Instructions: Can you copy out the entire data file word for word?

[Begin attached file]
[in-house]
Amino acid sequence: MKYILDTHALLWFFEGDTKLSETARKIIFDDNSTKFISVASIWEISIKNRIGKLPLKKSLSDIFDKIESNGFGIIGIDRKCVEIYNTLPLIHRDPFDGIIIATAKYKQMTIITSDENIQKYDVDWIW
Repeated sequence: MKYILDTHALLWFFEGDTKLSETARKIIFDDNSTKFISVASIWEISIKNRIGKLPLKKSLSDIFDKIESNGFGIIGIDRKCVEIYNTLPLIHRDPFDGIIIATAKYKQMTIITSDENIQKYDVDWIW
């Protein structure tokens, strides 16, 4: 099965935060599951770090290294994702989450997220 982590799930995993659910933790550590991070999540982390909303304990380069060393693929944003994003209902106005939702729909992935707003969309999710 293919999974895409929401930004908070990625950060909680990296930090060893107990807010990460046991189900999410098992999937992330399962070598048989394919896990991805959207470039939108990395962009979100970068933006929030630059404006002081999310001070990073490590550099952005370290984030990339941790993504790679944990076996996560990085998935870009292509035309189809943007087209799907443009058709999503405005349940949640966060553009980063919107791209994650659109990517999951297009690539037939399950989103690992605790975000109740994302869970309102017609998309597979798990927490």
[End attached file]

[in-house]
Amino acid sequence: MKYILDTHALLWFFEGDTKLSETARKIIFDDNSTKFISVASIWEISIKNRIGKLPLKKSLSDIFDKIESNGFGIIGIDRKCVEIYNTLPLIHRDPFDGIIIATAKYKQMTIITSDENIQKYDVDWIW
Repeated sequence: MKYILDTHALLWFFEGDTKLSETARKIIFDDNSTKFISVASIWEISIKNRIGKLPLKKSLSDIFDKIESNGFGIIGIDRKCVEIYNTLPLIHRDPFDGIIIATAKYKQMTIITSDENIQKYDVDWIW
């Protein structure tokens, strides 16, 4: 099965935060599951770090290294994702989450997220 982590799930995993659910933790550590991070999540982390909303304990380069060393693929944003994003209902106005939702729909992935707003969309999710 293919999974895409929401930004908070990625950060909680990296930090060893107990807010990460046991189900999410098992999937992330399962070598048989394919896990991805959207470039939108990395962009979100970068933006929030630059404006002081999310001070990073490590550099952005370290984030990339941790993504790679944990076996996560990085998935870009292509035309189809943007087209799907443009058709999503405005349940949640966060553009980063919107791209994650659109990517999951297009690539037939399950989103690992605790975000109740994302869970309102017609998309597979798990927490």